Table 4B/2. Differences in Paired Calcium Exchange Rates (P20) Between Tubules Incubated in High or Low Sulphate Media

Figure 4B. Average desaturation curves for media with high sulpahrte and low sulphate

Table 4C/l. Paired Results from Analysis of Ca45 Desaturation Curves When Renal Tubules are incubated in Media With or Without Glutamine

Table 4C/2. Differences in Paired Calcium Exchange Rates (P20) Between Tubules Incubated in Media With or Without Glutamine

Figure 4C. Average Desaturation Curves for media with or without Glutamine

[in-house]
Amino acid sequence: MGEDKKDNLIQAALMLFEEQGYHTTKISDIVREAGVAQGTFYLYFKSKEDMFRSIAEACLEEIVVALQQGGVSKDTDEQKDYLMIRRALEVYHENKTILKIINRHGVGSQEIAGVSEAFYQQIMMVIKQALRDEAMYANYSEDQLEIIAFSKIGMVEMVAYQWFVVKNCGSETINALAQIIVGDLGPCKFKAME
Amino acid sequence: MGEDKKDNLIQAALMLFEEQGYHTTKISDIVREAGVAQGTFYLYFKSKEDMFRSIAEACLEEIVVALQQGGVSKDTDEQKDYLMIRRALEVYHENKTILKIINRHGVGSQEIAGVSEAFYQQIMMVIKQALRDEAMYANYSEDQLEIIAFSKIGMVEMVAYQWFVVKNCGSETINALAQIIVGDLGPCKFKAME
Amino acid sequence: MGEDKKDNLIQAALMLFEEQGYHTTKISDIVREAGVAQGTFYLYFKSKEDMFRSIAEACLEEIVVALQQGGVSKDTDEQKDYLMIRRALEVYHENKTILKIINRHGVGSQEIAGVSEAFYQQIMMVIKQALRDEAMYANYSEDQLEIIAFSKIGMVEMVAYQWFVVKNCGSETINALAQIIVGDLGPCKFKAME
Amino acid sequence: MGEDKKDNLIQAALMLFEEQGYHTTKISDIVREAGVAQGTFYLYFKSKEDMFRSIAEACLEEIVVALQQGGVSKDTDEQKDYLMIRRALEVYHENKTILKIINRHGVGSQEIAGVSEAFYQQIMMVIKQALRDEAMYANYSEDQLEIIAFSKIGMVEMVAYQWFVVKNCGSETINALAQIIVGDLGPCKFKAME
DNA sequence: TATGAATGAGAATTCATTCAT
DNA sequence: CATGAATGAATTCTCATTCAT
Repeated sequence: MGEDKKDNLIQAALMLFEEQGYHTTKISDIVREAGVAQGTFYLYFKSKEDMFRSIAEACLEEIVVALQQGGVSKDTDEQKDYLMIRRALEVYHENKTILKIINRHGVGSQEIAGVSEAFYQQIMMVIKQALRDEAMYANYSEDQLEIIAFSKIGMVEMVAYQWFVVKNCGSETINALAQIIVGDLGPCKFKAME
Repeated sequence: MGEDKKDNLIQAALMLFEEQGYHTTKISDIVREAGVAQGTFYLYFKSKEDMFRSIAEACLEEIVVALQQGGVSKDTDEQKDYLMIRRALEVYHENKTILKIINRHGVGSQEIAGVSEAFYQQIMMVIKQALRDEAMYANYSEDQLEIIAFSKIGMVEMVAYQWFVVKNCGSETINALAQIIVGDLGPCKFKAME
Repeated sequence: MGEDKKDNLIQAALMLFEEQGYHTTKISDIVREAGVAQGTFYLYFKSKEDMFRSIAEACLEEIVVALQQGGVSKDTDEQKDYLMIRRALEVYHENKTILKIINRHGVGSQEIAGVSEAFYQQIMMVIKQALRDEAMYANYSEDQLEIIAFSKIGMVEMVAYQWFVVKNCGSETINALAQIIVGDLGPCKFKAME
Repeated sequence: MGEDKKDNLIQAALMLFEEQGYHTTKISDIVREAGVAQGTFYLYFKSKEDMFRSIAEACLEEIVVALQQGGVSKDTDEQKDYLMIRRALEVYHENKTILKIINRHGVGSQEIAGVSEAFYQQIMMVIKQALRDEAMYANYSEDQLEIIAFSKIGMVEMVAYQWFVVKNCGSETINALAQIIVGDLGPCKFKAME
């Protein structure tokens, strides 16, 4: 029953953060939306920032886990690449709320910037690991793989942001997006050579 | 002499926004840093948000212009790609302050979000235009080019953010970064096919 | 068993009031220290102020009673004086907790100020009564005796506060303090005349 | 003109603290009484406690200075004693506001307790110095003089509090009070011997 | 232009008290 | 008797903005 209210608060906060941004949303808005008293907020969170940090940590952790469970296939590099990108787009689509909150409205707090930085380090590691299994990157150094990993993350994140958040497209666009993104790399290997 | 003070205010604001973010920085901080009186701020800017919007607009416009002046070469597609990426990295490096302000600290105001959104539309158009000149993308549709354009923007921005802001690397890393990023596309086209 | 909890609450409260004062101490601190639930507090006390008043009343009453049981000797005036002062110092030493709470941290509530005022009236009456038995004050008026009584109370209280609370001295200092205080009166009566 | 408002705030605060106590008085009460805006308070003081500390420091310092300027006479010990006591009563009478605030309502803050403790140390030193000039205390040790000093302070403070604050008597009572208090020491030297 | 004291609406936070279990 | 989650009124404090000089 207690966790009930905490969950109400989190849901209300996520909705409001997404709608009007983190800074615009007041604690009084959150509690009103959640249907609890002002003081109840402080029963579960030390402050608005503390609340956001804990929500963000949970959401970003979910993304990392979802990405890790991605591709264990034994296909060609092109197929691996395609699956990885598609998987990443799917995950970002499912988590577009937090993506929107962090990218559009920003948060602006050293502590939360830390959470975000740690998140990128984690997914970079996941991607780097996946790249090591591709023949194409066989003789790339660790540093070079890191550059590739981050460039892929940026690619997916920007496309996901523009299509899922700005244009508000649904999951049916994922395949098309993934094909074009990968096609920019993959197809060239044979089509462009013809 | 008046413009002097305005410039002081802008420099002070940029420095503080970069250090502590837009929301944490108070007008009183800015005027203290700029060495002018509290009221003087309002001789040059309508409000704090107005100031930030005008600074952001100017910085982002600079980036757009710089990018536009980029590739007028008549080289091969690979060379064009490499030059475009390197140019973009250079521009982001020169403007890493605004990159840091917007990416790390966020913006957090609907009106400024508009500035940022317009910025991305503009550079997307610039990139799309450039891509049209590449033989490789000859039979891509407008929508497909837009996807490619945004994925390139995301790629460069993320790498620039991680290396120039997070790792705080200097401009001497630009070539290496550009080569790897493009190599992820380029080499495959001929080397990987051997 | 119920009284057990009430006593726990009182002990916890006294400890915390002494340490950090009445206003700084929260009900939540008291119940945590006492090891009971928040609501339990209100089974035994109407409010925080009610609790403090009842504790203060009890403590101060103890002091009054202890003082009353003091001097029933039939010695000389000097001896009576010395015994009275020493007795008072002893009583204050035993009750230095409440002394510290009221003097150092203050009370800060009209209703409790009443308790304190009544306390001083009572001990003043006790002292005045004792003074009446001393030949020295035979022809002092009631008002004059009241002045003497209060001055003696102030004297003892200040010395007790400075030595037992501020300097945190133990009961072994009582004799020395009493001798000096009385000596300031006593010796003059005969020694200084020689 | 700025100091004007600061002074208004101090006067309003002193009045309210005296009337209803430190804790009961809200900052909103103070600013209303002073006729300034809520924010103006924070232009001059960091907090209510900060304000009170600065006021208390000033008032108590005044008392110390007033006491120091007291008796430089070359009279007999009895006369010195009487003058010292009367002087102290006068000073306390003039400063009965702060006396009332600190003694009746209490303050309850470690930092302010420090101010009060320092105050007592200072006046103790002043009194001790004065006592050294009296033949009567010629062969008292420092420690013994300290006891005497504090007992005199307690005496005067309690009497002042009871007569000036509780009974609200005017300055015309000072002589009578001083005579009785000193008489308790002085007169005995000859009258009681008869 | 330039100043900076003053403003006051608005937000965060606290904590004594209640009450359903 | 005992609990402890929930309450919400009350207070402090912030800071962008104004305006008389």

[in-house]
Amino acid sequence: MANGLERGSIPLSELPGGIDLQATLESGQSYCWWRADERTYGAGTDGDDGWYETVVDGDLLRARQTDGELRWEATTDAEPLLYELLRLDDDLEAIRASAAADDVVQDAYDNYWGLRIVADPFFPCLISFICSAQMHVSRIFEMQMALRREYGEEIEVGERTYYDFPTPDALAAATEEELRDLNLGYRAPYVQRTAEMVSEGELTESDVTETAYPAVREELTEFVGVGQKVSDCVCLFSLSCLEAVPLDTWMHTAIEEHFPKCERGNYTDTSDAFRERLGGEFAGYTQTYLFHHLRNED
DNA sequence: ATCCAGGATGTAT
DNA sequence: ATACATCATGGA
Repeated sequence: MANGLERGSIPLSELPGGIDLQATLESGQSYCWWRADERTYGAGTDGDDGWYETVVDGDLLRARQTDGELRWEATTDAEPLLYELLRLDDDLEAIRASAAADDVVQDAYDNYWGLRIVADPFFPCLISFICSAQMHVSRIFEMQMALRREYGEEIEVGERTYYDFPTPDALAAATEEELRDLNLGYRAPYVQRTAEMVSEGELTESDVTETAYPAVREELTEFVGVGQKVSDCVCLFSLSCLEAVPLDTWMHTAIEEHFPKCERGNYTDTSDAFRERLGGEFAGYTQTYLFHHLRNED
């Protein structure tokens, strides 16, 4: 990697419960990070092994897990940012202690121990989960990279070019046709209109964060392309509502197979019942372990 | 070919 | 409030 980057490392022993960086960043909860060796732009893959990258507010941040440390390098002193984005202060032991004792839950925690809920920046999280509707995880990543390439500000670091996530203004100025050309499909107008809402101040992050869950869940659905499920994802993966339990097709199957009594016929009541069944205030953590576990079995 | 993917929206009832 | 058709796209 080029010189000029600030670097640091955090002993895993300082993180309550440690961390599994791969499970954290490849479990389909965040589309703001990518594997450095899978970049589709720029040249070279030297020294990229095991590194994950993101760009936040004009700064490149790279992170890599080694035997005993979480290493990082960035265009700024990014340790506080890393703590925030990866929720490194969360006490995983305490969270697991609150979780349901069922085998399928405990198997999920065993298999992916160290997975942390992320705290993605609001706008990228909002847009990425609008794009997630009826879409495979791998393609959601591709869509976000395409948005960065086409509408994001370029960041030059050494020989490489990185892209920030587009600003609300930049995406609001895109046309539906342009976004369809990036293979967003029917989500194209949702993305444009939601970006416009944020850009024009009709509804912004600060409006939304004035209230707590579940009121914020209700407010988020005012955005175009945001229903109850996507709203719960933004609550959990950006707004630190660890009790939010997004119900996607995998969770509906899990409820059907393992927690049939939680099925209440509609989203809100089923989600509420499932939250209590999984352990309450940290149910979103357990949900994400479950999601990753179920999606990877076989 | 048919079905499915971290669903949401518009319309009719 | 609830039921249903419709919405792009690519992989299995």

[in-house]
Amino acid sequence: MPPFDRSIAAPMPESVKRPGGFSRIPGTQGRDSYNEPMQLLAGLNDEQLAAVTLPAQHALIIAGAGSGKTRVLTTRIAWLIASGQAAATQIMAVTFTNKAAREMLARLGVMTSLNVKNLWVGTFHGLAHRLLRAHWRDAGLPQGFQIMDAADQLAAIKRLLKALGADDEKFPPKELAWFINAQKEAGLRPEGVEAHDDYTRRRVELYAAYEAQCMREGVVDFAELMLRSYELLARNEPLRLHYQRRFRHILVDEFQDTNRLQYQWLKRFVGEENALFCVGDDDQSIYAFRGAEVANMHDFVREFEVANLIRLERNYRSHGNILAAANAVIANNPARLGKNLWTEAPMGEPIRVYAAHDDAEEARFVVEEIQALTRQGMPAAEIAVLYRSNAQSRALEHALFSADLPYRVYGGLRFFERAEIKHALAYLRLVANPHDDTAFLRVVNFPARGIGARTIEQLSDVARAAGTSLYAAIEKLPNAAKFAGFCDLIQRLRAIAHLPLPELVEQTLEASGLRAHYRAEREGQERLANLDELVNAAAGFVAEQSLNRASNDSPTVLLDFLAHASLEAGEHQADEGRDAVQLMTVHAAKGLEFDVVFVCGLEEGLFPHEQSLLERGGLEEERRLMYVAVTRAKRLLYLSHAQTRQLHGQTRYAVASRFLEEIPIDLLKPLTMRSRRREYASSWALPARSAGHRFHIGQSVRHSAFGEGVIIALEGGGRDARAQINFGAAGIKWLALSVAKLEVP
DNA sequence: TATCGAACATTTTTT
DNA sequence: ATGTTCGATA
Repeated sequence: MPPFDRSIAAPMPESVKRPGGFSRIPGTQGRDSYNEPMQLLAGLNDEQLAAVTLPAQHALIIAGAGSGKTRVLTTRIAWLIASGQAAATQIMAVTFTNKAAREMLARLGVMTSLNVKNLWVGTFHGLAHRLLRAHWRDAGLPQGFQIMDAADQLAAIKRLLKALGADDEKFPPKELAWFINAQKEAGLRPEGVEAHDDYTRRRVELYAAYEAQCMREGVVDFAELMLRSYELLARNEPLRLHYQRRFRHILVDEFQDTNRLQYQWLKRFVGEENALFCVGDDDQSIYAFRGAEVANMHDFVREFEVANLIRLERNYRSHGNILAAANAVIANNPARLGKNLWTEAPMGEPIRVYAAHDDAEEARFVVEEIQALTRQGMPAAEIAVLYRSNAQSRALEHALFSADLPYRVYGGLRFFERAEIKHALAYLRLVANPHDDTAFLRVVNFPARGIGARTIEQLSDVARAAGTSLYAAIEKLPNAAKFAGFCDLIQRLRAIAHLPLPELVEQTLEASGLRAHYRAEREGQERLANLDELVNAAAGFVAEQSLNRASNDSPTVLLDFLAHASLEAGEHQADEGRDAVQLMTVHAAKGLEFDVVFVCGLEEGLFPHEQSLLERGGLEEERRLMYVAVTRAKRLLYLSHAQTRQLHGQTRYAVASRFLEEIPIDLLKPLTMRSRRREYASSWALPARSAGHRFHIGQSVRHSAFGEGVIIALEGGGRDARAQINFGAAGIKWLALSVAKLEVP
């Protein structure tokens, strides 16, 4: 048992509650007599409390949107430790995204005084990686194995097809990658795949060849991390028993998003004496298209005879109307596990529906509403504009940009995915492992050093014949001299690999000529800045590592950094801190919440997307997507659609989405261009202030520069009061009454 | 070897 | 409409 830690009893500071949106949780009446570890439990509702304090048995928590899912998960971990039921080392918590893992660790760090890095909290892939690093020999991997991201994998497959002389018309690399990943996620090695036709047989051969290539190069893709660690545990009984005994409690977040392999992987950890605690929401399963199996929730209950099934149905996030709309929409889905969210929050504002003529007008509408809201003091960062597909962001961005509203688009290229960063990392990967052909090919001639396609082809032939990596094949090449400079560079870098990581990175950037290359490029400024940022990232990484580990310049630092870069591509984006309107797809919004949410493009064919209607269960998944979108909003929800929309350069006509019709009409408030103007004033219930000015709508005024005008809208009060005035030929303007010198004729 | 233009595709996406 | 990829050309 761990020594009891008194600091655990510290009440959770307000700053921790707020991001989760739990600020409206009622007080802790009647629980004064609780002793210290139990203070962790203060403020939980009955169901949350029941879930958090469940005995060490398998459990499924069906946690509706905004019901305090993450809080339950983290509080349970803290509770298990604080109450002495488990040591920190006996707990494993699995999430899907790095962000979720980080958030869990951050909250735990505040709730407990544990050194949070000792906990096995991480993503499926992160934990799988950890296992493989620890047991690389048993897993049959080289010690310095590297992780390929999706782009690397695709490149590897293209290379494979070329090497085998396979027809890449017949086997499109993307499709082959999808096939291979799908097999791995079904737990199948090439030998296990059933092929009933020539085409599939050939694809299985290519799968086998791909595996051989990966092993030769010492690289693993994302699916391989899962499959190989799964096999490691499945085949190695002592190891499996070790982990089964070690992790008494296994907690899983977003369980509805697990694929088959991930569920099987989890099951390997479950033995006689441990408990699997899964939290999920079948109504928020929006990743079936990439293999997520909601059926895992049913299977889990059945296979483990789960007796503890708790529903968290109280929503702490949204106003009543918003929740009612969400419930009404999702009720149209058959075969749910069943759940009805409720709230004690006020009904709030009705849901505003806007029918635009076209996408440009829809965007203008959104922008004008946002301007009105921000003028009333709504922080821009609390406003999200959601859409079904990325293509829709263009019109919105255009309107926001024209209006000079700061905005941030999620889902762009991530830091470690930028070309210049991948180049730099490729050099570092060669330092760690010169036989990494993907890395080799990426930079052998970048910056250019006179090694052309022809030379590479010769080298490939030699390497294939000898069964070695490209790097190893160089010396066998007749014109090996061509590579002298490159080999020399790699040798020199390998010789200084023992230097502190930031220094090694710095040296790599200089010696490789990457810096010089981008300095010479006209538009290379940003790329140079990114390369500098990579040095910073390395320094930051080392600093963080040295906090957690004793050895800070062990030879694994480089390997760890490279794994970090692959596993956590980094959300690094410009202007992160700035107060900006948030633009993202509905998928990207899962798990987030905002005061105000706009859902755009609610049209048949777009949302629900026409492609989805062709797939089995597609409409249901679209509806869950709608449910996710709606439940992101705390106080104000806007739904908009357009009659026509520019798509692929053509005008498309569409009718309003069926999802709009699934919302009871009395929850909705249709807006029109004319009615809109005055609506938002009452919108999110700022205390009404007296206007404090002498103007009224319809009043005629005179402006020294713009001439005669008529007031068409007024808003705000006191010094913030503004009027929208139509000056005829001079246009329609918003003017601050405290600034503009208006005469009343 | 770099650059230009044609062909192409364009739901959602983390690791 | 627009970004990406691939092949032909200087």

Table 4D/1. Paired Results from Analysis of Ca45 Desaturation Curves When Renal Tubules are incubated in Media With or Without Insulin

Table 4D/2. Differences in Paired Calcium Exchange Rates (P20)Between Tubules Incubated in Media With or Without Insulin

Figure 4D. Average Desaturation Curves for media with or without Insulin

Table 4E/1. Intracellular Calcium Pool Sizes and Exchange Rates in Renal Tubules Incubated in Media With or Without Acetate

Table 4E/2. Differences in Paired Calcium Exchange Rates (P20) Between Tubules Incubated in Media With or Without Acetate

Figure 4E. Average Desaturation Curves for media with or without Acetate

The changes in Ca45 exchange rate indicate either increase or decrease over results for the previous results of each set of media conditions. These changes are indicated in Table 5 and Figure 5.

Table 5. Percentage change of Ca45 exchange rates

Figure 5. Percentage change of Ca45 exchange rates

5. Discussion